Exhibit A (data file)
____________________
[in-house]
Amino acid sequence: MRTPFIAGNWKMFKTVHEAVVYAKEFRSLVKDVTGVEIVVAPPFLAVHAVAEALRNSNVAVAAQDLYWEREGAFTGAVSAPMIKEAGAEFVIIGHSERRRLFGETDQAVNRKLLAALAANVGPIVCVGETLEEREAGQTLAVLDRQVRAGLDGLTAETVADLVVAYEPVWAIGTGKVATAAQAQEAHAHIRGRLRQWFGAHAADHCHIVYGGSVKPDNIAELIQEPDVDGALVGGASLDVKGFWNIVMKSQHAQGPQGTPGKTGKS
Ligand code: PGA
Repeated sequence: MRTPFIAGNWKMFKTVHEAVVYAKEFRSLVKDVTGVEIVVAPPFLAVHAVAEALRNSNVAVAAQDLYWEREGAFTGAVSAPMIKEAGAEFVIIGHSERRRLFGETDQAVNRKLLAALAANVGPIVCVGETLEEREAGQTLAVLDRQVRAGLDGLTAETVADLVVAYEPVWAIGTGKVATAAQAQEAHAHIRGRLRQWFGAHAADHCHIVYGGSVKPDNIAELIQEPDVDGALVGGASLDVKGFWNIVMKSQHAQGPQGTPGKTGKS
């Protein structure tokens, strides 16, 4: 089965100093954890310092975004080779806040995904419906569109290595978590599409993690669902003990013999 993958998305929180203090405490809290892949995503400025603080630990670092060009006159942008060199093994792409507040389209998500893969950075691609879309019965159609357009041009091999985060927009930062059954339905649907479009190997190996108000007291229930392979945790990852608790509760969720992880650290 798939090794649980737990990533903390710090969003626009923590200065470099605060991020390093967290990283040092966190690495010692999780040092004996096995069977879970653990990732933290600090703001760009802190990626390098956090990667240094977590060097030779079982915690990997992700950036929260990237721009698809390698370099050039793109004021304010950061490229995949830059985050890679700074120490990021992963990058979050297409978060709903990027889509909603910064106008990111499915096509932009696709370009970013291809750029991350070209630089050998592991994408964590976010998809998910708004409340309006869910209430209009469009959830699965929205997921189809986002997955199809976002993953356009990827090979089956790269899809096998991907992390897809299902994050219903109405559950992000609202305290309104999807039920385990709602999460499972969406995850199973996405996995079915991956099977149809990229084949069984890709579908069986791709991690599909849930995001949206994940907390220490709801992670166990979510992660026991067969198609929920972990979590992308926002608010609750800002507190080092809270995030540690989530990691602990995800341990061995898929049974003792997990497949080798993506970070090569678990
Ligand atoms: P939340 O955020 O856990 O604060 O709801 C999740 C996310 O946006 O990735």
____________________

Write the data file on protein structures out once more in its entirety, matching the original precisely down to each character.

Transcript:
[in-house]
Amino acid sequence: MRTPFIAGNWKMFKTVHEAVVYAKEFRSLVKDVTGVEIVVAPPFLAVHAVAEALRNSNVAVAAQDLYWEREGAFTGAVSAPMIKEAGAEFVIIGHSERRRLFGETDQAVNRKLLAALAANVGPIVCVGETLEEREAGQTLAVLDRQVRAGLDGLTAETVADLVVAYEPVWAIGTGKVATAAQAQEAHAHIRGRLRQWFGAHAADHCHIVYGGSVKPDNIAELIQEPDVDGALVGGASLDVKGFWNIVMKSQHAQGPQGTPGKTGKS
Ligand code: PGA
Repeated sequence: MRTPFIAGNWKMFKTVHEAVVYAKEFRSLVKDVTGVEIVVAPPFLAVHAVAEALRNSNVAVAAQDLYWEREGAFTGAVSAPMIKEAGAEFVIIGHSERRRLFGETDQAVNRKLLAALAANVGPIVCVGETLEEREAGQTLAVLDRQVRAGLDGLTAETVADLVVAYEPVWAIGTGKVATAAQAQEAHAHIRGRLRQWFGAHAADHCHIVYGGSVKPDNIAELIQEPDVDGALVGGASLDVKGFWNIVMKSQHAQGPQGTPGKTGKS
């Protein structure tokens, strides 16, 4: 089965100093954890310092975004080779806040995904419906569109290595978590599409993690669902003990013999 993958998305929180203090405490809290892949995503400025603080630990670092060009006159942008060199093994792409507040389209998500893969950075691609879309019965159609357009041009091999985060927009930062059954339905649907479009190997190996108000007291229930392979945790990852608790509760969720992880650290 798939090794649980737990990533903390710090969003626009923590200065470099605060991020390093967290990283040092966190690495010692999780040092004996096995069977879970653990990732933290600090703001760009802190990626390098956090990667240094977590060097030779079982915690990997992700950036929260990237721009698809390698370099050039793109004021304010950061490229995949830059985050890679700074120490990021992963990058979050297409978060709903990027889509909603910064106008990111499915096509932009696709370009970013291809750029991350070209630089050998592991994408964590976010998809998910708004409340309006869910209430209009469009959830699965929205997921189809986002997955199809976002993953356009990827090979089956790269899809096998991907992390897809299902994050219903109405559950992000609202305290309104999807039920385990709602999460499972969406995850199973996405996995079915991956099977149809990229084949069984890709579908069986791709991690599909849930995001949206994940907390220490709801992670166990979510992660026991067969198609929920972990979590992308926002608010609750800002507190080092809270995030540690989530990691602990995800341990061995898929049974003792997990497949080798993506970070090569678990
Ligand atoms: P939340 O955020 O856990 O604060 O709801 C999740 C996310 O946006 O990735």